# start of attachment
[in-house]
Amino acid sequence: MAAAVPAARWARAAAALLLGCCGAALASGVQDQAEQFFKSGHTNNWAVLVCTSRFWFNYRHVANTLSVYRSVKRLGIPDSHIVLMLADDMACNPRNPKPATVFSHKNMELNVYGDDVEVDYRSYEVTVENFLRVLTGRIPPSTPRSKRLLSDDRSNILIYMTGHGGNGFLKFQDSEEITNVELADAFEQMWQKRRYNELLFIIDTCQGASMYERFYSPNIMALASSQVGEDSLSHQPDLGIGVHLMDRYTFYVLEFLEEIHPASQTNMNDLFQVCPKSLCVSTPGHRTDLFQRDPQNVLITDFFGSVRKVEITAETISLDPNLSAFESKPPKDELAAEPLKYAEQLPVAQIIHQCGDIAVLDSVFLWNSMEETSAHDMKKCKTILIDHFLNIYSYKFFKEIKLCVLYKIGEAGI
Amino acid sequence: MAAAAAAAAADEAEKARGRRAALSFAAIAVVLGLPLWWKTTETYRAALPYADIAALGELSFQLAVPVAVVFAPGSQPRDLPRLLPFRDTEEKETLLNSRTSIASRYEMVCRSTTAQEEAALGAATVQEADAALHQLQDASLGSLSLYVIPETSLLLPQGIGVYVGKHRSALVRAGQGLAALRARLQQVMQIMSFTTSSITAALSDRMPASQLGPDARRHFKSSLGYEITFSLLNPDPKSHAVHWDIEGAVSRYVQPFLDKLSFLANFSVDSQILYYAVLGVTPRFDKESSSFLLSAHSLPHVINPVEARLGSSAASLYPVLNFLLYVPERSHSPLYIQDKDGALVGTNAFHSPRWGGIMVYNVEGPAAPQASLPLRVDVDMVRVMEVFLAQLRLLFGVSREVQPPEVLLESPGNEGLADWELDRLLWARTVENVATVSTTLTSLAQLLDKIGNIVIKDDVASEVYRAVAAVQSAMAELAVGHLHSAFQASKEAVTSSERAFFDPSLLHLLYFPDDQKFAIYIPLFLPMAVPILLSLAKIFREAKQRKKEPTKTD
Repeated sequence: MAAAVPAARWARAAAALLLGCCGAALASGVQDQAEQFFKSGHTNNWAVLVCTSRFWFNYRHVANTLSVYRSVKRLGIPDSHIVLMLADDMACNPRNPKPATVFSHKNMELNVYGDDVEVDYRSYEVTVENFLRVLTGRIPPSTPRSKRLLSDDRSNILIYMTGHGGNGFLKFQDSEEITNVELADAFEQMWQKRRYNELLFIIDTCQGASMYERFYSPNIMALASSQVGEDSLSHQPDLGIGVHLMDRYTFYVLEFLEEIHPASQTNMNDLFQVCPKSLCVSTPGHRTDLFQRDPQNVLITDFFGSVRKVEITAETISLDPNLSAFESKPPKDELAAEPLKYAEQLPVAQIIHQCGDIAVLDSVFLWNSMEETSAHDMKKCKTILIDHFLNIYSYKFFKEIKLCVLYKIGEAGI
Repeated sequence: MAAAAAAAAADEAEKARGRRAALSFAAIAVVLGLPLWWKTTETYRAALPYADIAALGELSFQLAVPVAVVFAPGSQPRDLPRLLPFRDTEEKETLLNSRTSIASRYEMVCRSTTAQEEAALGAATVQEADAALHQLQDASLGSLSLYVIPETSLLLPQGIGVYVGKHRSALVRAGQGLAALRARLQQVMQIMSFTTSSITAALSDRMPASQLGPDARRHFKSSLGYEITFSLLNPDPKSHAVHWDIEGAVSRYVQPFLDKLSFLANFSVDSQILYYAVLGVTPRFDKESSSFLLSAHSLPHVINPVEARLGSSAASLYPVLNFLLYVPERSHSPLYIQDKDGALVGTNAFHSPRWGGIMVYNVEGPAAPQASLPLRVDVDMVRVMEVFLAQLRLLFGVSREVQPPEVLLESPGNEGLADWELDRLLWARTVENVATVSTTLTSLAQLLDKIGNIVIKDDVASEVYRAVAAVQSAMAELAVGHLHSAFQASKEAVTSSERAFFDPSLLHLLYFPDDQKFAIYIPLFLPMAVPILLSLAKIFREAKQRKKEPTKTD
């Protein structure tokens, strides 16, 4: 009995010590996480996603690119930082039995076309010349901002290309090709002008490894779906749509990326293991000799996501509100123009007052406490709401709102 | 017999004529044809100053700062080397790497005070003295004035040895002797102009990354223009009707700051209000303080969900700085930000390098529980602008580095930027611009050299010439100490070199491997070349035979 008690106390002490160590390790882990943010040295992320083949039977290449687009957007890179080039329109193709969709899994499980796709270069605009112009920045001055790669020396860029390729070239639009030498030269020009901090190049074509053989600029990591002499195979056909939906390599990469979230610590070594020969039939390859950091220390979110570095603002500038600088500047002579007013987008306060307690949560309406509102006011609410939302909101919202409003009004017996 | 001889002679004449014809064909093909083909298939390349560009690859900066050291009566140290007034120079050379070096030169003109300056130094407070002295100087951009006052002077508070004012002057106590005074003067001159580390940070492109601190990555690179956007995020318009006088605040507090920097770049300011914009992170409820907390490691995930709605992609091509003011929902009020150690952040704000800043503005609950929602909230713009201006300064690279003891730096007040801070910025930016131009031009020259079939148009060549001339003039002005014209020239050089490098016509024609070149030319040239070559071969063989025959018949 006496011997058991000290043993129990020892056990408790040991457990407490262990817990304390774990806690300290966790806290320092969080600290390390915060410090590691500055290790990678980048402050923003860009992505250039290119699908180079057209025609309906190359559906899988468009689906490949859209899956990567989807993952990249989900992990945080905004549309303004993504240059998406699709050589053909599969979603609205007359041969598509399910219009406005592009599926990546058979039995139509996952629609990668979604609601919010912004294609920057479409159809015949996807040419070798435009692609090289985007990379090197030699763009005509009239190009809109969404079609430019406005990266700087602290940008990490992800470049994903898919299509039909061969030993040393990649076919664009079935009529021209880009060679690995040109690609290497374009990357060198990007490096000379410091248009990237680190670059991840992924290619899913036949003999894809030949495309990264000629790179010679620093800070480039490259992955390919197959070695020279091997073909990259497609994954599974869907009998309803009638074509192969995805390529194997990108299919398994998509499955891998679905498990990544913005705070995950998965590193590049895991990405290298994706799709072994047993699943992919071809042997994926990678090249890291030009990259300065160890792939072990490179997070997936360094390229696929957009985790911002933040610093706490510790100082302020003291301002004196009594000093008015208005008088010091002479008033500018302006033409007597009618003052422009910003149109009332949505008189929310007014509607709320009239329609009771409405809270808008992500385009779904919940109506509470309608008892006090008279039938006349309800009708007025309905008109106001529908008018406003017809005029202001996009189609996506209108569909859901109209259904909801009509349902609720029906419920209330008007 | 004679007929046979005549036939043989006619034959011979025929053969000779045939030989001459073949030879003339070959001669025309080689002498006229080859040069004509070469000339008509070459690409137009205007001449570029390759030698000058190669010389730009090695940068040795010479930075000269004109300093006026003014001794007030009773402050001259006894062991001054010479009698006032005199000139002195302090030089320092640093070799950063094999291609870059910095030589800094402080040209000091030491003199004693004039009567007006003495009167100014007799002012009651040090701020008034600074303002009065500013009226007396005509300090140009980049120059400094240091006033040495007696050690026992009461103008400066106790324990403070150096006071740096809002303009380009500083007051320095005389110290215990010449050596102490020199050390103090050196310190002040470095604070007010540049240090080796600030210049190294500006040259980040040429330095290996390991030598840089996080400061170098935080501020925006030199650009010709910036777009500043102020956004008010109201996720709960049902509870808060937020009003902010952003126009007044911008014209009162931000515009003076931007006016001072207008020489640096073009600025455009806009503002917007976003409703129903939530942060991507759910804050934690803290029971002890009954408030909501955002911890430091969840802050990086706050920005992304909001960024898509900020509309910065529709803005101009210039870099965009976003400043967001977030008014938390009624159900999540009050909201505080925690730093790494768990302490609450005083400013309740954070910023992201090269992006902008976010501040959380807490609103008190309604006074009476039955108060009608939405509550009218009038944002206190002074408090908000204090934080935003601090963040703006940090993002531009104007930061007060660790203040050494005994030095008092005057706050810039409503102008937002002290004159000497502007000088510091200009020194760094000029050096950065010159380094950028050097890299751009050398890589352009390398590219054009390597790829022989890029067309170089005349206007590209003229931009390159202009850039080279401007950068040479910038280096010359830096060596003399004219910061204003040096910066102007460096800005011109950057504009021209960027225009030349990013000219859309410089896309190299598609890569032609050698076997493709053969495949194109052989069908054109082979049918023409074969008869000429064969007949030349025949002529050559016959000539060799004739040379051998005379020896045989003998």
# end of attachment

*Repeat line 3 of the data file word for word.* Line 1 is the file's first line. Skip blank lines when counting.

Amino acid sequence: MAAAAAAAAADEAEKARGRRAALSFAAIAVVLGLPLWWKTTETYRAALPYADIAALGELSFQLAVPVAVVFAPGSQPRDLPRLLPFRDTEEKETLLNSRTSIASRYEMVCRSTTAQEEAALGAATVQEADAALHQLQDASLGSLSLYVIPETSLLLPQGIGVYVGKHRSALVRAGQGLAALRARLQQVMQIMSFTTSSITAALSDRMPASQLGPDARRHFKSSLGYEITFSLLNPDPKSHAVHWDIEGAVSRYVQPFLDKLSFLANFSVDSQILYYAVLGVTPRFDKESSSFLLSAHSLPHVINPVEARLGSSAASLYPVLNFLLYVPERSHSPLYIQDKDGALVGTNAFHSPRWGGIMVYNVEGPAAPQASLPLRVDVDMVRVMEVFLAQLRLLFGVSREVQPPEVLLESPGNEGLADWELDRLLWARTVENVATVSTTLTSLAQLLDKIGNIVIKDDVASEVYRAVAAVQSAMAELAVGHLHSAFQASKEAVTSSERAFFDPSLLHLLYFPDDQKFAIYIPLFLPMAVPILLSLAKIFREAKQRKKEPTKTD